7. Ideal, multi-organ-cultural venue - try the Orgelpark in Amsterdam. There was an article about it in OR a year or so about it, though to my shame I have never been there.
  8. The blower failure is known, and these things happen. Snooping around, there is also an "installation report" from a local air conditioning company explaining how they had completely replaced the system which had been installed around the organ, to keep the instrument at the same temperature as the choir. And speaking with the experience of the last few days, when the top floor of my house is uncomfortably warm even at 5AM, I would say it needed it, but probably interrupted things. I didn't know the Tickell could play the Rodgers, but this is hardly difficult these days, especially a
  9. I'm reasonably sure that this is the Rodgers electronic. Why? Because I have a couple of pictures of my wife playing it, as well as the Tickell continuo organ, which is not so small. At that time, the Rodgers was in the choir, the Bradford was still in the nave, although it was getting rather ricketty by then. I remember Donald Hunt giving a recital on the Bradford in 1990-ish, and it sounded quite nice, although a huge acoustic helps. Like any cathedral organ it must have taken a hammering over so many years, so it was bound simply to wear out.
  10. A super performance, both musically and technically. Alkan's music is on IMSLP, I once looked at some but it was clearly well beyond me. But watching this it's such good music. Alkan is an interesting character. His Wikipedia entry is now much longer than the last time I looked, and well worth reading. This is the Temple Church. I'm slowly working through Anne Marsden-Thomas' book on Pedalling for Organists, and watching a video like this which shows pedalling technique so clearly is very instructive, although it will be some time until I get to this level ( Chapter 35: Chords )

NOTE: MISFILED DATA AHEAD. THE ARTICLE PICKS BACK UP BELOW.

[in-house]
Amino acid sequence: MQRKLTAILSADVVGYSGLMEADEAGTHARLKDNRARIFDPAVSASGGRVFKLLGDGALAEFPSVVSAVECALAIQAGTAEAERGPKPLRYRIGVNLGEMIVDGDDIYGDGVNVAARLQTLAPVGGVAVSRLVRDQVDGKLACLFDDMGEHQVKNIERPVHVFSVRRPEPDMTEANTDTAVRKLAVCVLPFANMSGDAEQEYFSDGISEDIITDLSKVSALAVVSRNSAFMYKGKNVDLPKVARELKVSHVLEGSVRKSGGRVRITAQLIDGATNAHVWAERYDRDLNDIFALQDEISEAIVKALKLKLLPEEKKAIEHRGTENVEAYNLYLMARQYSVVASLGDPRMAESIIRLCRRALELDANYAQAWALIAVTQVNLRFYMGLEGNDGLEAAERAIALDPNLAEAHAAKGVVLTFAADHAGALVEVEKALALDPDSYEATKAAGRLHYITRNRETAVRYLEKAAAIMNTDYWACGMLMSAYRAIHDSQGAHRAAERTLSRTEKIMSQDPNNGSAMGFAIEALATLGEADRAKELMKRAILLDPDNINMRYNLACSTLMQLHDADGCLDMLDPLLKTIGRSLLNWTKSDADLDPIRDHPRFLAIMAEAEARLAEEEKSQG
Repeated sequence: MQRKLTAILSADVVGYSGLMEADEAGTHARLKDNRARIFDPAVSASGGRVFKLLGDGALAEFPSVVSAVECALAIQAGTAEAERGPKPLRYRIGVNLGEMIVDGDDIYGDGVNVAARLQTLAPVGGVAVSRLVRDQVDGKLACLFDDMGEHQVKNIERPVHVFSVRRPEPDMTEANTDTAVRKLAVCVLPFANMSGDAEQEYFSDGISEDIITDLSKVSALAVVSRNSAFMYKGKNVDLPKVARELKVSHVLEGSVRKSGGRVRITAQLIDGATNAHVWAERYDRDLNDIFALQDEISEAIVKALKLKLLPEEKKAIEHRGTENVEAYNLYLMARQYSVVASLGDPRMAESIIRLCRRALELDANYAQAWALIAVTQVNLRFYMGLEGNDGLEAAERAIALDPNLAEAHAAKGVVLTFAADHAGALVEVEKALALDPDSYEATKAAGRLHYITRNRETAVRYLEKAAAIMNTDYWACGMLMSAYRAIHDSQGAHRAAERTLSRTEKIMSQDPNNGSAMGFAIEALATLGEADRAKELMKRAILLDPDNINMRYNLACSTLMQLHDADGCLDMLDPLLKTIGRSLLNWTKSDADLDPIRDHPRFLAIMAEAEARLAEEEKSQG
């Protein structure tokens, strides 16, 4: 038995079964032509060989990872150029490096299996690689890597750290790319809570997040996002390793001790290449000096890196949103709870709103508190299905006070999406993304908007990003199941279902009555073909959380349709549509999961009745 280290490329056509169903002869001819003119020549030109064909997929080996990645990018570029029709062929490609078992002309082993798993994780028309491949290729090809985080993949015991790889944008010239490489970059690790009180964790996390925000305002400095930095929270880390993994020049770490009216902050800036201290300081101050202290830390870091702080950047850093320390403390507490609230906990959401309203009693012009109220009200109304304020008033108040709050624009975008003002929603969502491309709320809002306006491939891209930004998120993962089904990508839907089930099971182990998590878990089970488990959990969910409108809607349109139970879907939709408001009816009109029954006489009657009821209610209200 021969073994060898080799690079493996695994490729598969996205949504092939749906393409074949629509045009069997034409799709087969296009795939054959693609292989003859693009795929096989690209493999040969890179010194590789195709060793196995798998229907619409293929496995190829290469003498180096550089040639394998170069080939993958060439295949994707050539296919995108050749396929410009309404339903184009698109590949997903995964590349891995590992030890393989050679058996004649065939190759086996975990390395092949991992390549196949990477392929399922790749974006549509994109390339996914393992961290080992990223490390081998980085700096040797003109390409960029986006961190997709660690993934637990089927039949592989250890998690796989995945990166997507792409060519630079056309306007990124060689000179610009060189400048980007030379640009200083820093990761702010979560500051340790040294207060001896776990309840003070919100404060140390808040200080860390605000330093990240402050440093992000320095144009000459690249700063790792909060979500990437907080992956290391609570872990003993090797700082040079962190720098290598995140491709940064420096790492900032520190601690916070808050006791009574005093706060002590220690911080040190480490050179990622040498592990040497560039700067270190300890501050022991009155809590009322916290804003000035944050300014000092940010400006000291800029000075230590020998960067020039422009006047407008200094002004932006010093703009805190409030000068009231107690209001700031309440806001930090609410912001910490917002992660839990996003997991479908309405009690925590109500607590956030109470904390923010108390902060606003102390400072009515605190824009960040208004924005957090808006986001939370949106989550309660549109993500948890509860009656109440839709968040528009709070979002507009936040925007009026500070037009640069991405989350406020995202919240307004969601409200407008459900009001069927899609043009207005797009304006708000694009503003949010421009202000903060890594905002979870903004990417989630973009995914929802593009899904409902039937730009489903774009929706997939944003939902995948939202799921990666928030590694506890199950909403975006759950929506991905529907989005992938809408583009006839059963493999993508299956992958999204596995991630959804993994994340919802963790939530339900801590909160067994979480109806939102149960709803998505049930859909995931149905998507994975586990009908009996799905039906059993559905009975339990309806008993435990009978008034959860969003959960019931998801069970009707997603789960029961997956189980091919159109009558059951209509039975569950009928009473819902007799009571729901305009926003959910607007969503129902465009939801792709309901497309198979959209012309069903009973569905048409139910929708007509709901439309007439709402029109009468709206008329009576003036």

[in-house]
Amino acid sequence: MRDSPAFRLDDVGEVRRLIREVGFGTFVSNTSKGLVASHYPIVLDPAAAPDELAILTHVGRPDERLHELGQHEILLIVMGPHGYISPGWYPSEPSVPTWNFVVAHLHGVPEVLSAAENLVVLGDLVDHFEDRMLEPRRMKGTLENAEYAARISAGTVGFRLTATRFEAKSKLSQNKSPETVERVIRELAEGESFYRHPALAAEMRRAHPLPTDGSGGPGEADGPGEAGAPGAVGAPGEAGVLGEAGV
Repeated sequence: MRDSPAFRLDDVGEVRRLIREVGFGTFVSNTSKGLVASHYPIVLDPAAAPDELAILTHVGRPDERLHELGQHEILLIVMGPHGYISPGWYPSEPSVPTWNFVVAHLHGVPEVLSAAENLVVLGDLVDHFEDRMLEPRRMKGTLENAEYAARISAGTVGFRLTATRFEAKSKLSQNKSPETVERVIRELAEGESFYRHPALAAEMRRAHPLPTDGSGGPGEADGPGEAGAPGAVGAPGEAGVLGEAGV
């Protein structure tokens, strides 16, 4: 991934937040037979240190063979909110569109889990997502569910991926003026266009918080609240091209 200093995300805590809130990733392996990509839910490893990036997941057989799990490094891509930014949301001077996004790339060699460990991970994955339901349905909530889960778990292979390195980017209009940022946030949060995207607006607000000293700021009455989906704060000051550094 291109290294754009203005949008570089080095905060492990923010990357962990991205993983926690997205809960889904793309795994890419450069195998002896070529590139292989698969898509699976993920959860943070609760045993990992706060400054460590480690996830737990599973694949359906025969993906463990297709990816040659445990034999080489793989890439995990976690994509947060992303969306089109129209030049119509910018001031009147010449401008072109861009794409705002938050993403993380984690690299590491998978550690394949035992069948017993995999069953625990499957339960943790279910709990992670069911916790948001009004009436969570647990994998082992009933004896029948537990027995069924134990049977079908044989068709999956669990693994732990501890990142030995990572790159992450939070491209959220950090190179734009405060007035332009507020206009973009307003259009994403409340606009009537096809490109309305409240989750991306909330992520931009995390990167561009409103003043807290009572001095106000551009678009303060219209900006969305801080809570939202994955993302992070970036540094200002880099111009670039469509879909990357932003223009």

11. A news report from French TV, TF1, about works to remove the organ from Notre Dame for restoration. The plan is to have it ready for re-inauguration of the cathedral on 7 April 2024. Even for non-French speakers, a nice, optimistic report: https://www.facebook.com/TF1leJT/videos/210788290355722/ And more here from the local paper: https://www.leparisien.fr/paris-75/notre-dame-de-paris-cinq-mois-de-travaux-pour-demonter-l-orgue-03-08-2020-8362911.php
  12. An accessible obit in The Guardian. https://www.theguardian.com/music/2020/jul/30/jane-parker-smith-obituary
  13. Professor Magnus Williamson is giving, via YouTube, a live streamed concert on the Aubertin Organ in the King's Hall, Newcastle University, on Thursday 23rd July at 1.15 PM. Bruhns, Dandrieu, Bach, and Mendelssohn. https://www.ncl.ac.uk/press/articles/latest/2020/07/virtualorganrecital/
  14. The Introduction and Passacaglia is a very nice piece, and built on a nice theme. I'm partial to passacaglias as well, and have been working on it myself in my enthusiastic amateur's way. Some echos of Reger's I&P, but still original and not terribly difficult. I don't think I've ever heard it, which is a great pity, and needs putting right.